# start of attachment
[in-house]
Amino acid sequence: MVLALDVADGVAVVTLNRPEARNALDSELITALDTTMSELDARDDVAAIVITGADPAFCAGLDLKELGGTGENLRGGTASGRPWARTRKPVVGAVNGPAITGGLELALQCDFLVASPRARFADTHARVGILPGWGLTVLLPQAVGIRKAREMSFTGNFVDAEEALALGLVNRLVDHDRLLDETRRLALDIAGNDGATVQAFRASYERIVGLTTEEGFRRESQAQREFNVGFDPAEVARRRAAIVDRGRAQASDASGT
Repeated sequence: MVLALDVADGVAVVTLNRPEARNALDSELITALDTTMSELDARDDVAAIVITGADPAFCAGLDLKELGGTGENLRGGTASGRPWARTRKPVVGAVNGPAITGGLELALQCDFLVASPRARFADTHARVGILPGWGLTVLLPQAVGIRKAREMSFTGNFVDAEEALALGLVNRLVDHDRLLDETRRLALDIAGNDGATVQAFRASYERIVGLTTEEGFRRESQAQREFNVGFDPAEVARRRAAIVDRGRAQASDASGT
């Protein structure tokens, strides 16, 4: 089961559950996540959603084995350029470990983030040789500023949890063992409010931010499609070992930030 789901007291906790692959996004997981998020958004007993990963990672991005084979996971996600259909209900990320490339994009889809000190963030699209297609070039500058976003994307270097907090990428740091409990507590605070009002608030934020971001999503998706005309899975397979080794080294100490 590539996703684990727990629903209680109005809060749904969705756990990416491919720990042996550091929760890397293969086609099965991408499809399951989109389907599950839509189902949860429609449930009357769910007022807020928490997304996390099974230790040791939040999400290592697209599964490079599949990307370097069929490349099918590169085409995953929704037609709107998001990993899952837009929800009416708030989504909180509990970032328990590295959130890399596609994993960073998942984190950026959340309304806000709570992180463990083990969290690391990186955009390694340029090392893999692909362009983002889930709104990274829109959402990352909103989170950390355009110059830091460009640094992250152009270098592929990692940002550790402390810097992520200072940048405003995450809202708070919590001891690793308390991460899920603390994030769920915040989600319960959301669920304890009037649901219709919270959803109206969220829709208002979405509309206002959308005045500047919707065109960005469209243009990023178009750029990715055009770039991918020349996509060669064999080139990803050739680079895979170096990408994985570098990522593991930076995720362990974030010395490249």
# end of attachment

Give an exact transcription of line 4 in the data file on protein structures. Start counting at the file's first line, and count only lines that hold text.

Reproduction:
């Protein structure tokens, strides 16, 4: 089961559950996540959603084995350029470990983030040789500023949890063992409010931010499609070992930030 789901007291906790692959996004997981998020958004007993990963990672991005084979996971996600259909209900990320490339994009889809000190963030699209297609070039500058976003994307270097907090990428740091409990507590605070009002608030934020971001999503998706005309899975397979080794080294100490 590539996703684990727990629903209680109005809060749904969705756990990416491919720990042996550091929760890397293969086609099965991408499809399951989109389907599950839509189902949860429609449930009357769910007022807020928490997304996390099974230790040791939040999400290592697209599964490079599949990307370097069929490349099918590169085409995953929704037609709107998001990993899952837009929800009416708030989504909180509990970032328990590295959130890399596609994993960073998942984190950026959340309304806000709570992180463990083990969290690391990186955009390694340029090392893999692909362009983002889930709104990274829109959402990352909103989170950390355009110059830091460009640094992250152009270098592929990692940002550790402390810097992520200072940048405003995450809202708070919590001891690793308390991460899920603390994030769920915040989600319960959301669920304890009037649901219709919270959803109206969220829709208002979405509309206002959308005045500047919707065109960005469209243009990023178009750029990715055009770039991918020349996509060669064999080139990803050739680079895979170096990408994985570098990522593991930076995720362990974030010395490249």